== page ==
Quote:
Originally Posted by ppppenguin
...on the end you have almost built an Aurora converter. ...
From the pic I've seen, the low cost aurora is one IC and the modulator. Do you want to brake it into two peaces? hi hi.
The problem is you need the kwnolledge and equipment to programm it.
And you must be able to assamble this smd divice.

An other solution is to put the low cost aurora as is to the 625 vision output
of the computer. Than you have 405 from the computer.

Kind regards
Darius
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Old 3rd Mar 2006, 4:49 pm   #15
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Default Re: PC as a standard convertor

Looking at the low cost Aurora picture I think Darryl has chosen to put chips on both sides of the PCB. From what I know about it, I can't see all of it in the photo. I'm not sure why he has decided to push down the size. Surely it doesn't reduce the cost by much.

Quote:
An other solution is to put the low cost aurora as is to the 625 vision output of the computer. Than you have 405 from the computer.
I agree 100% with Darius.
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Old 3rd Mar 2006, 5:51 pm   #16
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Default Re: PC as a standard convertor

Hi,

I'll just reply briefly to a few points; the problem regards the pixel clock on graphics cards is more of getting it to run slow enough for 405; I need to do more research on this but it looks likely there are cards in existence for which Linux drivers exist, and which ought to be able to be made to work.

The card I have (nVidia Geforce 4) has a driver which refuses to output anything other than 625 PAL and 525 NTSC from the S-Video output; but it will output anything you like and which the card can do from the RGB output. So it looks like the best approach is to combine R, G and B from the VGA output and add syncs. I've already done this partially to feed RGB and composite sync into the SCART input on my television, bypassing the PAL encode/decode process that happens using the S-Video input.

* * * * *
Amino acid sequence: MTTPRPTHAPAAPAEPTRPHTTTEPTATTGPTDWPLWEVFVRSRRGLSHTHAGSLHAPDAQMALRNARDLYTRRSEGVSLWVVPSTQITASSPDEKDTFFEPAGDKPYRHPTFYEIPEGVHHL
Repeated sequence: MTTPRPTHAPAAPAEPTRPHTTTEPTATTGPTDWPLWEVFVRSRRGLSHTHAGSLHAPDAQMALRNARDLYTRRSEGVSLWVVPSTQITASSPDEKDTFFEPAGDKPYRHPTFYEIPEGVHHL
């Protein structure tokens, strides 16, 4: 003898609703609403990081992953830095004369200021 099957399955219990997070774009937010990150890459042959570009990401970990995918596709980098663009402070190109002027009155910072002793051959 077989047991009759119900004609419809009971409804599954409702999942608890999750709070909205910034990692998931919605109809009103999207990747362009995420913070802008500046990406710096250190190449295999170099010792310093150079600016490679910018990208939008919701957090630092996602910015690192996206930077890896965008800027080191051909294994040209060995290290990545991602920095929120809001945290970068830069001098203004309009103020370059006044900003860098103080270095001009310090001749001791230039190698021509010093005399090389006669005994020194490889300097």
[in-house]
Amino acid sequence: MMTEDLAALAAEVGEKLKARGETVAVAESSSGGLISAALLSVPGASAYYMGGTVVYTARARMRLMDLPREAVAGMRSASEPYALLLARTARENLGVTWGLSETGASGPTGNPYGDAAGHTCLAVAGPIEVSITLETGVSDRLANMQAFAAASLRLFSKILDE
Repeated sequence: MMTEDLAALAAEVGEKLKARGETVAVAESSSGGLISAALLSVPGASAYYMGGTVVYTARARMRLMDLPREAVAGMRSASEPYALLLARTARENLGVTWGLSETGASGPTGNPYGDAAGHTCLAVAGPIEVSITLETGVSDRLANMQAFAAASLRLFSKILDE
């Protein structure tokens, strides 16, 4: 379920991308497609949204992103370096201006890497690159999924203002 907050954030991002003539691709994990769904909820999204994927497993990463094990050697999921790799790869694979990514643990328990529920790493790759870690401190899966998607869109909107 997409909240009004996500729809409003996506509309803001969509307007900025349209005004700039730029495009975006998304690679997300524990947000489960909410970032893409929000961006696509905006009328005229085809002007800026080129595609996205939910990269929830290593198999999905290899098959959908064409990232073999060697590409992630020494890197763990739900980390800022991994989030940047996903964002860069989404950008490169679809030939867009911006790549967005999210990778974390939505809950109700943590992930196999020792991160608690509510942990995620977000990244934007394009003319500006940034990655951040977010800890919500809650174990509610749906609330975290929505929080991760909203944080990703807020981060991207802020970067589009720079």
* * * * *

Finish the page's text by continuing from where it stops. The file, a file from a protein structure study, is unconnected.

The rest of it's already there - the MythTV software already handles video capture, tuning, channel guide, and importantly interpolation, I can watch TV and DVDs fullscreen on 320x200, 720x576 interlaced PAL, up to 1600x1200 on a huge high-resolution monitor - it's just a question of working out the timings and writing an X modeline - and having a card which will run those timings. Once X is running in a particular resolution, MythTV will just use it.

So, all that needs to be done is to get X driving a video card at the resolution and timings we want, a little bit of analogue circuitry hung off the VGA connector, and the rest of it will just work.

So - I think it looks promising... I'll see what I can do.

If you'll excuse me, I'm not likely to be working on this for a little while having recently lost a very dear friend; but I'll get back into tinkering with technology at some point and let you know what happens.

All the best,

Kat
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Old 3rd Mar 2006, 6:03 pm   #17
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Default Re: PC as a standard convertor

Quote:
Originally Posted by Paul Stenning
Could the converted data be sent out on USB2, FireWire, Ethernet, SCSI or something and then converted to the required video signal by a fast D-A converter? This may be easier than trying to pursuade a graphics card to do something it really doesn't want to do?
I tried looking into this a bit today, and while for instance USB 2.0 is plenty fast, there appears to be no generally available and sufficiently fast D/A devices out there. Most of the modern busses would be quite good enough, but we still need to come up with a generally available yet inexpensive device to use in the end. There almost certainly are some ££££ devices for realtime data acquisition and generation for, say, SCSI or simply PCI. But the price kills that idea.